ANALYSIS: Green Light for Homeless Camps in Hamilton’s Parks Signals Where Canada May Be Headed

by EditorK

Hamilton has voted to allow homeless encampments in parks, as legal battles rage over tearing encampments down.

TORONTO, ON – JUNE 07: A homeless encampment is seen on June 7, 2021 in Toronto, Canada. (Photo by Ian Willms/Getty Images)

Tara MacIsaac
Updated: September 20, 2023

The number of homeless encampments nationwide is growing, and so is the case law saying cities can’t remove them.

A landmark court decision in 2009 in British Columbia first established that, in some cases, removing encampments violates the charter right to “life, liberty, and security.” In January 2023, the first Ontario court decision to this effect was handed down in Waterloo.

The B.C. decision said a city must have enough shelter spots available to house those displaced when encampments are removed.

Decisions since then, including the Waterloo decision, have taken further steps to say cities must have certain types of shelter available. For example, the city might have to accommodate couples, allow people to come and go without curfew, and permit drug use onsite. In addition, there must be a sufficient supply of “low-barrier” and “accessible” shelter beds, and these are some of the factors considered by the courts in determining availability.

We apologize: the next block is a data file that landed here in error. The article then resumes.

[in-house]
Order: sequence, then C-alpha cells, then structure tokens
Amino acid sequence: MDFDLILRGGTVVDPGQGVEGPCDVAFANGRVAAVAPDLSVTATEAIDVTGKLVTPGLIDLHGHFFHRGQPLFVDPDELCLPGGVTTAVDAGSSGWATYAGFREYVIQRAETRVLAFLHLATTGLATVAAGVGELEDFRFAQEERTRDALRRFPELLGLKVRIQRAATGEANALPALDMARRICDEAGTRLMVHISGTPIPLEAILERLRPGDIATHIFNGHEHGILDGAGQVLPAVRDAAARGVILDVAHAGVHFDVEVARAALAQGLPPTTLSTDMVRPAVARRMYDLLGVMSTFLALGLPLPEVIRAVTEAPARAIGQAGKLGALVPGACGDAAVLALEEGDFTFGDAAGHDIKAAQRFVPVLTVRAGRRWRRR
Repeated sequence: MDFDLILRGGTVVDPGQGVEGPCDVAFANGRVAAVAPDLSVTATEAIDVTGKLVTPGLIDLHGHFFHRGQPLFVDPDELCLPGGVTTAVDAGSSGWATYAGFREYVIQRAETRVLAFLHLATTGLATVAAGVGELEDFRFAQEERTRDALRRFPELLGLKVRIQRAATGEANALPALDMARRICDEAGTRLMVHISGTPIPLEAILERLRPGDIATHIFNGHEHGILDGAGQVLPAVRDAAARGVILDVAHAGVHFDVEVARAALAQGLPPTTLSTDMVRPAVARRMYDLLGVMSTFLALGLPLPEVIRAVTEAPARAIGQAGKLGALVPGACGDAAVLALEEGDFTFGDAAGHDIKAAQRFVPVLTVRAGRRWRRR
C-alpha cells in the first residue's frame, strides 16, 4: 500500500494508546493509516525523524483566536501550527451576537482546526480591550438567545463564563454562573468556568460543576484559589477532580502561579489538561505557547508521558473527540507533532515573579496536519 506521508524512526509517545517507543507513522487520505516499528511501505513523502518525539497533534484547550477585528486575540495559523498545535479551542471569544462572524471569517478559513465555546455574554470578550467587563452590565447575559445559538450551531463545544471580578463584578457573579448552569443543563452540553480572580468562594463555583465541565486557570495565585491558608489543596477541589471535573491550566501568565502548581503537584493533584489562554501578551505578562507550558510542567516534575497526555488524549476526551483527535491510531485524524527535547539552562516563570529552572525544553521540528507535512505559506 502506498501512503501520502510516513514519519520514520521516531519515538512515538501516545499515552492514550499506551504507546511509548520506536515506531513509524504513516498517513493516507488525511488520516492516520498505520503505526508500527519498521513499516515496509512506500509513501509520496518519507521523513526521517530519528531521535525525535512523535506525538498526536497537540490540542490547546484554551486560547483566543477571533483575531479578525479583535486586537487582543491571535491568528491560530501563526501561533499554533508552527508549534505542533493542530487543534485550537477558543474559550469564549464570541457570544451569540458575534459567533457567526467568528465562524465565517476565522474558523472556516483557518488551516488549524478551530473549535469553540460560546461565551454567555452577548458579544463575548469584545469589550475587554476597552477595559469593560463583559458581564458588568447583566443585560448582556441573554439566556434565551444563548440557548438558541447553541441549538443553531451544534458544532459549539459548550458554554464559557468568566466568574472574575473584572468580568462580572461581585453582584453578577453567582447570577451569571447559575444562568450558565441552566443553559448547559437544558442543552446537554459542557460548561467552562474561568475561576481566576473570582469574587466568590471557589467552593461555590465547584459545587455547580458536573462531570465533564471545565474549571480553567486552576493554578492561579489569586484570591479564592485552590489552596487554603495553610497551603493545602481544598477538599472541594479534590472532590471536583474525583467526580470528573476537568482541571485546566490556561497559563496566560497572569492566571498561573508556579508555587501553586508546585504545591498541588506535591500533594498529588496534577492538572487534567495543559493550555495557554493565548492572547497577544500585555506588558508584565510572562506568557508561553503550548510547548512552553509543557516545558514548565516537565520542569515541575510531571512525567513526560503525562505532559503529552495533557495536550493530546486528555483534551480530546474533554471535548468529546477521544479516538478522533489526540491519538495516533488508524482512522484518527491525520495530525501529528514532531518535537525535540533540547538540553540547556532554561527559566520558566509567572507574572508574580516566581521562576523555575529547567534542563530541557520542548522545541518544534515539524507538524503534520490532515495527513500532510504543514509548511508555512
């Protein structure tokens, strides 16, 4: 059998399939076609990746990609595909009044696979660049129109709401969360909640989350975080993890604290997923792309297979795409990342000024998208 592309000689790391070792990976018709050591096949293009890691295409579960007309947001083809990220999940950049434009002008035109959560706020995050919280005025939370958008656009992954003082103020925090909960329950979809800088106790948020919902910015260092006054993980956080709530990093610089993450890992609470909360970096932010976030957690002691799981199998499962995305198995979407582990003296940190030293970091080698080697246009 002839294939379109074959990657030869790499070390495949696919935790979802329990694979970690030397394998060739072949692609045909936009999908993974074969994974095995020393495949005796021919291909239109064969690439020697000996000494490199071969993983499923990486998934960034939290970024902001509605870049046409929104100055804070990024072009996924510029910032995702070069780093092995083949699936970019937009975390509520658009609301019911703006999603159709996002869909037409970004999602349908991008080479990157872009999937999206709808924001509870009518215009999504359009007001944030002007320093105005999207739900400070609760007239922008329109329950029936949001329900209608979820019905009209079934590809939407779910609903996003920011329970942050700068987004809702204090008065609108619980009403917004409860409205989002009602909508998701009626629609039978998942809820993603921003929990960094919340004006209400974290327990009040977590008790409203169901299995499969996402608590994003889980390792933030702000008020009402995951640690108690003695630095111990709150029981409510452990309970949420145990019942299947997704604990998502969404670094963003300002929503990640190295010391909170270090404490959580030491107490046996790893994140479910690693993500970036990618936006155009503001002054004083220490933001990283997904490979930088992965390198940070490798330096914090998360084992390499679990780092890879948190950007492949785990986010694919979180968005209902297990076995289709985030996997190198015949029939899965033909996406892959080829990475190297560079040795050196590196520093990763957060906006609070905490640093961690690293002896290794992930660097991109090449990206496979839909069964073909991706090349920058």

Encampment residents and their advocates are mounting legal challenges in increasing numbers against cities looking to dismantle encampments. The Coalition for Justice and Human Rights announced such a lawsuit against the City of Edmonton on Aug. 31, reported the Edmonton Journal.

Hamilton, Ontario, is also facing an ongoing charter-based legal challenge for removing encampments in the past, and the city has taken the unusual approach of formally allowing encampments in city parks.

Hamilton’s Decision

Hamilton’s city council voted 10–6 on Aug. 18 to allow encampments, or clusters of shelters. Encampments must, however, be limited to five tents each and be at least 50 metres apart from one another. Additionally, they must be at least 50–100 metres away from schools, daycares, playgrounds, and the like and be located at least 10 metres away from private property.